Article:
Proof the ethos of the Internet is still alive and strong

Whilst it’s inevitable in the capitalist society that we live in that, once something becomes popular, it will be rehashed for profit, claimed, branded and eventually copyrighted.  Let’s take that as a given, put it to one side, mark it as wholly uninteresting. Let’s instead focus on the grassroots movements behind some of these feats of ingenuity and revolution.  User-driven/demand-driven/whatever you want to call it, what interests me are the people and stories behind the trends we see emerging in our newly networked world.

But how does something go from being a localised activist campaign or small artistic movement, to reaching all corners of our globe, being printed on t-shirts or simulated for advertising purposes?  I think part of the answer to that lies within the Internet’s geneses…

The origins of the Internet

When Tim Berners-Lee gifted the World Wide Web to the world in 1990, he could have restricted it and copyrighted the code it was written in, but he didn’t. He foresaw the amazing things that could be accomplished by sharing and distributing the ability for continued growth and development. In doing so, Sir Berners-Lee (yes, he has since been knighted) epitomised the extraordinary characteristics that the technology continues to enable and produce.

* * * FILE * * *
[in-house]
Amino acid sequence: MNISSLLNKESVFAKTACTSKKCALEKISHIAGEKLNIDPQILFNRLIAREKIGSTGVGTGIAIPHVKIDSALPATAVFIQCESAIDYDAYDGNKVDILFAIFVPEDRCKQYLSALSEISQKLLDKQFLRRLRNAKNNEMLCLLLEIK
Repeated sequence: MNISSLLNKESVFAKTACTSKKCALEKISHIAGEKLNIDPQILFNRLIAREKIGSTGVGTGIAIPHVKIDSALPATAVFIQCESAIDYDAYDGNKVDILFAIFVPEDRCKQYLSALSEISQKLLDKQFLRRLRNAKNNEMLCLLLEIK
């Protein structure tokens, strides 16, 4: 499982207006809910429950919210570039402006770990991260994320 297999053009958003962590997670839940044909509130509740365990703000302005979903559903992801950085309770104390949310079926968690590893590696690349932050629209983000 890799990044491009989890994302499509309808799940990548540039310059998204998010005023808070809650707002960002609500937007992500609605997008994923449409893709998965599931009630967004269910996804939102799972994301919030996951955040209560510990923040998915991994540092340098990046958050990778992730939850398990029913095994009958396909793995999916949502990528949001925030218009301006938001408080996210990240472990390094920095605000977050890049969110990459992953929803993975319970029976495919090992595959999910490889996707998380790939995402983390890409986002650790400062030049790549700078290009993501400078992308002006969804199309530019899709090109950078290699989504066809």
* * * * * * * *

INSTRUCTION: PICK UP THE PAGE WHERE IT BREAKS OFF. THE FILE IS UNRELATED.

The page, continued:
Tim Berners-Lee

The definition of humility in tech. Source: Twitter

New app Firechat enables a revolution

A much more recent development and example of technology being used for amazing feats of communication is the phone app FireChat. Firechat allows users to send memos to one another “off-the-grid”.  The app allows content to be broadcasted and received through ‘peer-to-peer-mesh’, meaning, you don’t need network connectivity!

Just as the inventors of sticky notes  never expected their product to become essential office stationary, Firechat never expected to be aiding a revolution. But for the resident protestors in Hong Kong’s Admiralty District who are taking part in the Umbrella Movement, that is exactly what is happening. The app is enabling communication despite an overburdened network.

It’s by no means perfect, concerns about authentication and privacy are already being raised, it is still very much a fledgling technology.  But with over 100K downloads per day at the moment, expect big things to come!  My brain almost explodes with excitement at the prospect of a future in which no one is beholden to large telecommunications companies!  Imagine the possibilities!

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